History will be so harsh on this generation if they fail to seize this opportunity and do the right thing, says Ambassador Awolowo-Dosumu, daughter of the late Chief Obafemi Awolowo and Chairperson of the Awolowo Foundation. As to what might be the right move, Amb Awolowo-Dosumu who was speaking in a Welcome Address Delivered to the 2021 Obafemi Awolowo Lecture series thinks there is no alternative to what she calls an All-inclusive National Dialogue. The piercing speech goes as follows:
It is a great honour and privilege for me to welcome you to the 2021 edition of the annual Ọbafẹmi Awolowo Lecture Series. Chief Awolowo was born 112 years ago today.
As many of you may be aware, the 2020 event had to be postponed due to the then emerging global health crisis, the COVID-19 pandemic. Little did we know at the time what a seismic effect that situation was going to have on the entire world.
We certainly had no idea that the relevance of our chosen topic then, ‘Whither Nigeria?’, would assume such incredible intensity one year later, even in the midst of the ravaging pandemic.
Yet, here we are…
It would not be an overstatement to say that Nigeria today faces an unprecedented threat to its very existence. The security situation throughout the country has brought into bolder relief citizen discontent with perceived governance deficits and with the apparent insufficient concern about their well-being by those in authority.
Ethno-religious tensions, irritations and rivalries, social justice practised more in the breach, and deep-seated inter-class resentment, all simmering before, now threaten to explode into multi-locational theatres of conflict, in which no-one is in charge and no-one is safe. Increasingly, the perception by most Nigerians is that they are on their own. The country is, no doubt, in a serious crisis.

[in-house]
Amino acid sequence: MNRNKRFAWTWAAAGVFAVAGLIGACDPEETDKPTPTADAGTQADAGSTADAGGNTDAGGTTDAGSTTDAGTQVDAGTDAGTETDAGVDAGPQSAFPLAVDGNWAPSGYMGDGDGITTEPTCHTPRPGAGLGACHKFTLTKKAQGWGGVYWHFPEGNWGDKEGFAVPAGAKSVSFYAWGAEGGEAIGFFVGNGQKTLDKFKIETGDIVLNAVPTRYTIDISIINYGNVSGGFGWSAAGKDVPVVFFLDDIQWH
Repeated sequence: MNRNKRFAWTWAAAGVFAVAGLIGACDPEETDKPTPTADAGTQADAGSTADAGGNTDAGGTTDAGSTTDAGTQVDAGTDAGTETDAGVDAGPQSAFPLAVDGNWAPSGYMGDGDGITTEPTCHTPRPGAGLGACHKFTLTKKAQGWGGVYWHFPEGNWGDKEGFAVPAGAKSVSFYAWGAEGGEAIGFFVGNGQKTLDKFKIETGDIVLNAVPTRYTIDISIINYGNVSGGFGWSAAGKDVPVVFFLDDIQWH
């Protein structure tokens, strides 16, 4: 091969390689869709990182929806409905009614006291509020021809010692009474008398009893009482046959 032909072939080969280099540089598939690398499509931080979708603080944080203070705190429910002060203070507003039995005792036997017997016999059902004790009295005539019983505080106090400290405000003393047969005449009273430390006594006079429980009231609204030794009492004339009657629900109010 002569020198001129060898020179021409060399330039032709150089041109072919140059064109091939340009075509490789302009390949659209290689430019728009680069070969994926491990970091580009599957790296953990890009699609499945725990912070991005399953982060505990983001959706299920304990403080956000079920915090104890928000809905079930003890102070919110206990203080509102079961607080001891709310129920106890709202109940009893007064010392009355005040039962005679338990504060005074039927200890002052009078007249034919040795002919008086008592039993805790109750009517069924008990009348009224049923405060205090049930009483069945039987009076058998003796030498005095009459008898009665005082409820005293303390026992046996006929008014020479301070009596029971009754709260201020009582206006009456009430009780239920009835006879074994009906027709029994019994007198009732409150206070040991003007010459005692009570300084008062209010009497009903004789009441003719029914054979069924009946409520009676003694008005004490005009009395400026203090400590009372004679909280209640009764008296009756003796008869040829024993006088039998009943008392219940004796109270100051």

A famous quote by Mr Shastri, the second Prime Minister of India goes thus, ‘There comes a time in the life of every nation when it stands at the cross-roads of history and must choose which way to go…’. For Nigeria, this statement has probably never been more germane than it is now.
If, as a Chinese proverb says, ‘A crisis is an opportunity riding a dangerous wind’, then perhaps this time, dangerous as we deem it to be, is the opportunity for a ‘reset’ for Nigeria. This is why, in our usual way at the Ọbafẹmi Awolọwọ Foundation and in the tradition of the man in whose memory the institution was founded, we are seeking through this event, not to criticise gratuitously, but to actually provoke a national dialogue that will ultimately arrive at a consensus about the way forward for this country.
We are convinced that doing nothing or allowing the nation to drift towards a nebulous destination is not an option.
We, therefore, invited, and are immensely honoured by the acceptance of, today’s line-up of some of the most credible voices in the country today, to, hopefully, encourage those who have the power to do so, to initiate the process towards an all-inclusive national dialogue. None of our eminent guests this evening has been known to paper over or sugar-coat the many challenges that we face in Nigeria. We are also sure that they will dissect the Nigerian situation frankly, honestly and with characteristic courage. To the end that, whichever direction Nigerians opt to pursue ultimately, it will be one that is not only patently fair and just and, therefore, accepted and respected by all, it will also be one that will be applauded by future generations.
We are at a crossroads, and ‘demons wait at crossroads attempting to influence our decisions’ (April Smith). Demons of fear, self, greed and political dissimulation, to name but a few. But history will judge our generation most harshly if we fail to seize the moment, grasp the nettle and do the right thing.
Permit me to end this address with excerpts from the poem, ‘The Present Crisis’, written in 1844 by James Russell Lowell, an American scholar, poet and diplomat:
‘Once to every man and nation comes the moment to decide, in the strife of Truth with Falsehood, for the good or evil side… Then to side with Truth is noble when we share her wretched crust… Ere her cause bring fame and profit, and ’tis prosperous to be just…Then it is the brave man chooses, while the coward stands aside… Hast thou chosen, O my people, on whose party thou shalt stand…They were men of present valour, stalwart old iconoclasts…But we make their truth our falsehood, thinking that hath made us free… Truth forever on the scaffold, Wrong forever on the throne… Yet that scaffold sways the future, and, behind the dim unknown, standeth God within the shadow, keeping watch above his own…’
Once again, I welcome you all and I thank you for your attention.